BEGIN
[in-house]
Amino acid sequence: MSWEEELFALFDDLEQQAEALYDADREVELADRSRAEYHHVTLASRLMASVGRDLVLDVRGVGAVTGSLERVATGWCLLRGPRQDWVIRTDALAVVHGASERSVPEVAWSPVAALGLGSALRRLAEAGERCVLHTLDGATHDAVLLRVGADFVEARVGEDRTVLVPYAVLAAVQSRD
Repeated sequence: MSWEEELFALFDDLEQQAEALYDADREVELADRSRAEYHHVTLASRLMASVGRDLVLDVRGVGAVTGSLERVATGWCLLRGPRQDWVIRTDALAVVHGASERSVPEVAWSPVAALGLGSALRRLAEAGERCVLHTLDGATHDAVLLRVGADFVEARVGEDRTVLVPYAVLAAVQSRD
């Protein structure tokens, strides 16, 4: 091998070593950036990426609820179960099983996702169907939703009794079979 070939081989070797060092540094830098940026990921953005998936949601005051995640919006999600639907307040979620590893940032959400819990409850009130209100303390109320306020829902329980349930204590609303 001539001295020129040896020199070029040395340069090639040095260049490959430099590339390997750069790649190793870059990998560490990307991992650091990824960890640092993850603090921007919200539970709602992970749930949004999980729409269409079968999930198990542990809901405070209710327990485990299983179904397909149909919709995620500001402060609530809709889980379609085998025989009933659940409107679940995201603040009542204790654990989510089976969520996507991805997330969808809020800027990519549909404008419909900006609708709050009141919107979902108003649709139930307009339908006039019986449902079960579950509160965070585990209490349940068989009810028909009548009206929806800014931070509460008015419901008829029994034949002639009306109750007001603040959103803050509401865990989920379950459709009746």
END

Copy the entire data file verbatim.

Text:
[in-house]
Amino acid sequence: MSWEEELFALFDDLEQQAEALYDADREVELADRSRAEYHHVTLASRLMASVGRDLVLDVRGVGAVTGSLERVATGWCLLRGPRQDWVIRTDALAVVHGASERSVPEVAWSPVAALGLGSALRRLAEAGERCVLHTLDGATHDAVLLRVGADFVEARVGEDRTVLVPYAVLAAVQSRD
Repeated sequence: MSWEEELFALFDDLEQQAEALYDADREVELADRSRAEYHHVTLASRLMASVGRDLVLDVRGVGAVTGSLERVATGWCLLRGPRQDWVIRTDALAVVHGASERSVPEVAWSPVAALGLGSALRRLAEAGERCVLHTLDGATHDAVLLRVGADFVEARVGEDRTVLVPYAVLAAVQSRD
């Protein structure tokens, strides 16, 4: 091998070593950036990426609820179960099983996702169907939703009794079979 070939081989070797060092540094830098940026990921953005998936949601005051995640919006999600639907307040979620590893940032959400819990409850009130209100303390109320306020829902329980349930204590609303 001539001295020129040896020199070029040395340069090639040095260049490959430099590339390997750069790649190793870059990998560490990307991992650091990824960890640092993850603090921007919200539970709602992970749930949004999980729409269409079968999930198990542990809901405070209710327990485990299983179904397909149909919709995620500001402060609530809709889980379609085998025989009933659940409107679940995201603040009542204790654990989510089976969520996507991805997330969808809020800027990519549909404008419909900006609708709050009141919107979902108003649709139930307009339908006039019986449902079960579950509160965070585990209490349940068989009810028909009548009206929806800014931070509460008015419901008829029994034949002639009306109750007001603040959103803050509401865990989920379950459709009746």